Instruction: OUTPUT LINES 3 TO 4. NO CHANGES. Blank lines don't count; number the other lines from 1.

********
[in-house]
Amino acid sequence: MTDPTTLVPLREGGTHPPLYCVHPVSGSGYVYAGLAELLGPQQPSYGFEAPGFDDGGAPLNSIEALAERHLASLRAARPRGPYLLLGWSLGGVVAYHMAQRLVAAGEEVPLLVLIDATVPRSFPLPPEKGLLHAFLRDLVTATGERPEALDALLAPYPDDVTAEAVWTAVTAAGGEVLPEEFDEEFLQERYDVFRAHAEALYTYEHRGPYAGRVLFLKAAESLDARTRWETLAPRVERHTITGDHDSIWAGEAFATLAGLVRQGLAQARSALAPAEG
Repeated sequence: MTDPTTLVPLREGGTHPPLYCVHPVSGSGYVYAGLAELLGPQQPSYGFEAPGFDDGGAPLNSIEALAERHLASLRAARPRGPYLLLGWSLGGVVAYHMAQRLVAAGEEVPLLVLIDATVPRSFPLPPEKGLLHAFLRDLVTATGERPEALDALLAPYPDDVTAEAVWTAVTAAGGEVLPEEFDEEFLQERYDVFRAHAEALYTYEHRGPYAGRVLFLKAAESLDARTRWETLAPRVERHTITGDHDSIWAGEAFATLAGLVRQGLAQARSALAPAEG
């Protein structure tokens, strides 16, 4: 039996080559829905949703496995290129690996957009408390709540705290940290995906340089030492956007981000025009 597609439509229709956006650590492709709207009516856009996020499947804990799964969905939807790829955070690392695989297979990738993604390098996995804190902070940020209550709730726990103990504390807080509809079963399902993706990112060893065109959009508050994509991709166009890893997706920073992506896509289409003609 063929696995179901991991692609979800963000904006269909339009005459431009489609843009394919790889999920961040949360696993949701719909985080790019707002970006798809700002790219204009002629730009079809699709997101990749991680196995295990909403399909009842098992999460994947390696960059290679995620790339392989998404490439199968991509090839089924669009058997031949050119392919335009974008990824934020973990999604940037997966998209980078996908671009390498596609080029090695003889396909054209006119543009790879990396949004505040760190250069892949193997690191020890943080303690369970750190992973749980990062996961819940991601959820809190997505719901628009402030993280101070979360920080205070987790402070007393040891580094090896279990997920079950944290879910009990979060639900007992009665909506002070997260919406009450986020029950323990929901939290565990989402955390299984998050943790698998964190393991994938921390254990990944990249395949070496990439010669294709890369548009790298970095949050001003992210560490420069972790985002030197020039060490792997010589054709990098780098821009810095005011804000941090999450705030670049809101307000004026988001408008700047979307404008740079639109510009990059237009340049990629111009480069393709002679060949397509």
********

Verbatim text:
Repeated sequence: MTDPTTLVPLREGGTHPPLYCVHPVSGSGYVYAGLAELLGPQQPSYGFEAPGFDDGGAPLNSIEALAERHLASLRAARPRGPYLLLGWSLGGVVAYHMAQRLVAAGEEVPLLVLIDATVPRSFPLPPEKGLLHAFLRDLVTATGERPEALDALLAPYPDDVTAEAVWTAVTAAGGEVLPEEFDEEFLQERYDVFRAHAEALYTYEHRGPYAGRVLFLKAAESLDARTRWETLAPRVERHTITGDHDSIWAGEAFATLAGLVRQGLAQARSALAPAEG
């Protein structure tokens, strides 16, 4: 039996080559829905949703496995290129690996957009408390709540705290940290995906340089030492956007981000025009 597609439509229709956006650590492709709207009516856009996020499947804990799964969905939807790829955070690392695989297979990738993604390098996995804190902070940020209550709730726990103990504390807080509809079963399902993706990112060893065109959009508050994509991709166009890893997706920073992506896509289409003609 063929696995179901991991692609979800963000904006269909339009005459431009489609843009394919790889999920961040949360696993949701719909985080790019707002970006798809700002790219204009002629730009079809699709997101990749991680196995295990909403399909009842098992999460994947390696960059290679995620790339392989998404490439199968991509090839089924669009058997031949050119392919335009974008990824934020973990999604940037997966998209980078996908671009390498596609080029090695003889396909054209006119543009790879990396949004505040760190250069892949193997690191020890943080303690369970750190992973749980990062996961819940991601959820809190997505719901628009402030993280101070979360920080205070987790402070007393040891580094090896279990997920079950944290879910009990979060639900007992009665909506002070997260919406009450986020029950323990929901939290565990989402955390299984998050943790698998964190393991994938921390254990990944990249395949070496990439010669294709890369548009790298970095949050001003992210560490420069972790985002030197020039060490792997010589054709990098780098821009810095005011804000941090999450705030670049809101307000004026988001408008700047979307404008740079639109510009990059237009340049990629111009480069393709002679060949397509």